Public and Bowlsome owners James Anthony and Danielle Elia are pushing on with their gradual takeover of the eastern end of Franklin Street with the opening of their new espresso bar, Way Back When. The husband and wife team opened the site –their sixth venture – this week in the airy and elegant foyer of the new GPO Exchange office tower.
When Broadsheet stops by on opening day, it’s relatively quiet. But it’s the calm before the storm. Some 260 office workers moved into the building on Monday; that number is set to rise to 2000. The $250 million, 20-storey office tower is the new home for the Attorney General’s office and mining giant BHP, among several other tenants. It’s also the new home for the Adelaide General Post Office, which sits in the adjoining ground-floor tenancy (the former post office site, right next door, will soon be turned into a retail and dining hub, with a 15-storey Westin hotel above it).
“When we came here seven years ago with Public, nothing was down here,” says Elia. “Nothing was even around the corner on [Victoria] Square … I said to James, ‘Do you know what you’re doing here? It’s a pretty quiet street’. Now we’re right in it, and we’ve got Bowlsome next door, and now this … We’re definitely stopping after this!”
Developer Charter Hall (which also owns the neighbouring building that houses Public and Bowlsome) reached out to Elia and Anthony two years ago to consult on the viability of a ground-floor coffee shop. They put it out to tender, and asked the pair to throw their hat in the ring. Elia’s winning concept – a throwback espresso bar reminiscent of those dotted throughout Italy – was inspired by the foyer’s old-world detailing: all aged brass and black marble with a heritage brick wall that remains from the original GPO building.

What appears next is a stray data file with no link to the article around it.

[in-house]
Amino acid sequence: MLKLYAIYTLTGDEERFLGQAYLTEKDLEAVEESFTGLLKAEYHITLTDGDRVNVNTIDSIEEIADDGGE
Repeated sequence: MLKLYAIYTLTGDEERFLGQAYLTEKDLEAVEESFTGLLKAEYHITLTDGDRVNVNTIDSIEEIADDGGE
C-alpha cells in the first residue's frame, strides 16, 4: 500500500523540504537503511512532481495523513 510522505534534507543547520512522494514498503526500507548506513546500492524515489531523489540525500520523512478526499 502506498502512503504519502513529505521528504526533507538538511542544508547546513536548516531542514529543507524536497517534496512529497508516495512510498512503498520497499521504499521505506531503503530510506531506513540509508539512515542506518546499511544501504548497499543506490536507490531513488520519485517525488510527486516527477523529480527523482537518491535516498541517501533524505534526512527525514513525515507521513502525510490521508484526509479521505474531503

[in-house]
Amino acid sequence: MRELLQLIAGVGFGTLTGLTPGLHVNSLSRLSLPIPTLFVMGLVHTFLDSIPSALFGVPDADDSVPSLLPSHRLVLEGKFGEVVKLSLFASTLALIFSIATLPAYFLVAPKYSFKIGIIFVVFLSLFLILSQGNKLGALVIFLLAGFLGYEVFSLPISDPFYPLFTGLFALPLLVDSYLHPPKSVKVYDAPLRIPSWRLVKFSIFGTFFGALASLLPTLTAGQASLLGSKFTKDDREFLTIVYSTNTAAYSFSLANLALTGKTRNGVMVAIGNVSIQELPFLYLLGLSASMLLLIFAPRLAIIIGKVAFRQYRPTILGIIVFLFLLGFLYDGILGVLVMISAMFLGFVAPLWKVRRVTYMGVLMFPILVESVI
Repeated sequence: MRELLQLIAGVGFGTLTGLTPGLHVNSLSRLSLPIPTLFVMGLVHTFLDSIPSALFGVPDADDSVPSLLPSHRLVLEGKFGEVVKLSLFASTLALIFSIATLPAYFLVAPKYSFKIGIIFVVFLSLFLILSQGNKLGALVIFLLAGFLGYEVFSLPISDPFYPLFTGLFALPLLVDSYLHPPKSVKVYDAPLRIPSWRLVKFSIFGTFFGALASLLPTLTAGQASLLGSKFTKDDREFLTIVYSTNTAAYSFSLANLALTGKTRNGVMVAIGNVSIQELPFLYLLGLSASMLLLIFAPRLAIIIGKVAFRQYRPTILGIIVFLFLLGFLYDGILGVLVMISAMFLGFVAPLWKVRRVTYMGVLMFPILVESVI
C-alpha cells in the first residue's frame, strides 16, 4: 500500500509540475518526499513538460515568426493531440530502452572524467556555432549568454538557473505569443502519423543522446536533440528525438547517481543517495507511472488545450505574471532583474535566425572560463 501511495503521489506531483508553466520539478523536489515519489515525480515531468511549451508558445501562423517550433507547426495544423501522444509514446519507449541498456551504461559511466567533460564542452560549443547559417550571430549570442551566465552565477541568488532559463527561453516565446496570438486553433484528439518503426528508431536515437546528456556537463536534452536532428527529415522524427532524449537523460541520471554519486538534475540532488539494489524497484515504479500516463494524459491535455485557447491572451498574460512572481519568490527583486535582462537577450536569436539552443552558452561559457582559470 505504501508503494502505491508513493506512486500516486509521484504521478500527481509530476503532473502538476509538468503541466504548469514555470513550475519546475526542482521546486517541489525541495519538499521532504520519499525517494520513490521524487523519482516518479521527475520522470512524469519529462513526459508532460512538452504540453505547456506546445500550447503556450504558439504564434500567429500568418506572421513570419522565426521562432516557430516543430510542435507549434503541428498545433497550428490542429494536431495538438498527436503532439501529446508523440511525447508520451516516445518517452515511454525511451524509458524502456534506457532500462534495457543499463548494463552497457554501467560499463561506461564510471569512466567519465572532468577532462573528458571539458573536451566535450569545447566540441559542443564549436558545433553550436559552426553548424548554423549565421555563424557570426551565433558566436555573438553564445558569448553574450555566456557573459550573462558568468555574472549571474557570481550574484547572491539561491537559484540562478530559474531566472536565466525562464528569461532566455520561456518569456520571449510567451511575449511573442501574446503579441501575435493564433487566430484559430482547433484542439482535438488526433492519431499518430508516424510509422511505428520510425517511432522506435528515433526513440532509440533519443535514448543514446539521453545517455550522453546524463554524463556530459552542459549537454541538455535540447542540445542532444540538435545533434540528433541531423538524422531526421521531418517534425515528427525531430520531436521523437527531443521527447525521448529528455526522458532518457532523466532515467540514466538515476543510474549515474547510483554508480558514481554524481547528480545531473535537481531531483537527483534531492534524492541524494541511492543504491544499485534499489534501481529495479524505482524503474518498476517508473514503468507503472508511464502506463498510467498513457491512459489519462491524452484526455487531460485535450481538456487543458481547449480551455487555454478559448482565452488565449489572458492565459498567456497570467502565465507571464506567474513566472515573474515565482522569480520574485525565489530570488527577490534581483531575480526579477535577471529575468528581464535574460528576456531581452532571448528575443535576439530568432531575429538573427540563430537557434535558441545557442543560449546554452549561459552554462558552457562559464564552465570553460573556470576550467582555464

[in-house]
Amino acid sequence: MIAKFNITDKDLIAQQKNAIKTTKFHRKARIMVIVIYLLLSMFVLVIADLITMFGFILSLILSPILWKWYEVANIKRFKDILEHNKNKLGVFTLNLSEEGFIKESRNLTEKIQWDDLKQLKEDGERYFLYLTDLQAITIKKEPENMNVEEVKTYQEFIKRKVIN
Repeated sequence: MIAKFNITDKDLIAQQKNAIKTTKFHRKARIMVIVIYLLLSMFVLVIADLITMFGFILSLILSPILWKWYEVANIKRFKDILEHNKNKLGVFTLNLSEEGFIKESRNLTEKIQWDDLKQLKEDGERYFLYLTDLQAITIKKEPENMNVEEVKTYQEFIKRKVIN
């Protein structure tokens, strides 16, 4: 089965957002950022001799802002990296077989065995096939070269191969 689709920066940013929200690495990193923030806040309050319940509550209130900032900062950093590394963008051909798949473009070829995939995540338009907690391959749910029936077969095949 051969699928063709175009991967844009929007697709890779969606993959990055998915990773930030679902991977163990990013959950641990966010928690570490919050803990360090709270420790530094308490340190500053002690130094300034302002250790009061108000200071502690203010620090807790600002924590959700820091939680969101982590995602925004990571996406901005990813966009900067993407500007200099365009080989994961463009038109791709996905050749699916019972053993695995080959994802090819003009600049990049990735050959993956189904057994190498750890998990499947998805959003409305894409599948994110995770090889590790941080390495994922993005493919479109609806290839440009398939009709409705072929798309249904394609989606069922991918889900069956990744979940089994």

“I had a tour of the building and saw … how they’ve merged the old building with the new, and I saw some renders and finishes like the bar and the brass, and straight away it evoked an old Italian espresso bar,” says Elia, who designed each of the pair’s other venues.
The spacious lobby by local firm Siren Design (who worked alongside architects Hassell Studio) is warmed with soft furnishing, lights and plenty of greenery. A surprisingly large capacity for 100 is broken into several breakout spaces: a long banquette servicing solo diners or duos, larger bench seating for groups, and more intimate booth seating further along.
The espresso bar is a simple set-up: a single curved black steel bar houses a La Marzocco coffee machine and two glass cases with a selection of bagels, baguettes and European pastries and cakes (sfogliatelle, cannoli, croissants, tarts, galettes and so on). There’s also charcuterie, frittata and a selection of salads available to eat in or takeaway in lunch boxes for $15. It’s a well-trodden formula elevated by the kitchen team at Public, who make everything from scratch next door.
Coffee comes from local roaster Grinders, which also supplies Public and the team’s new North Adelaide eatery, Pippo.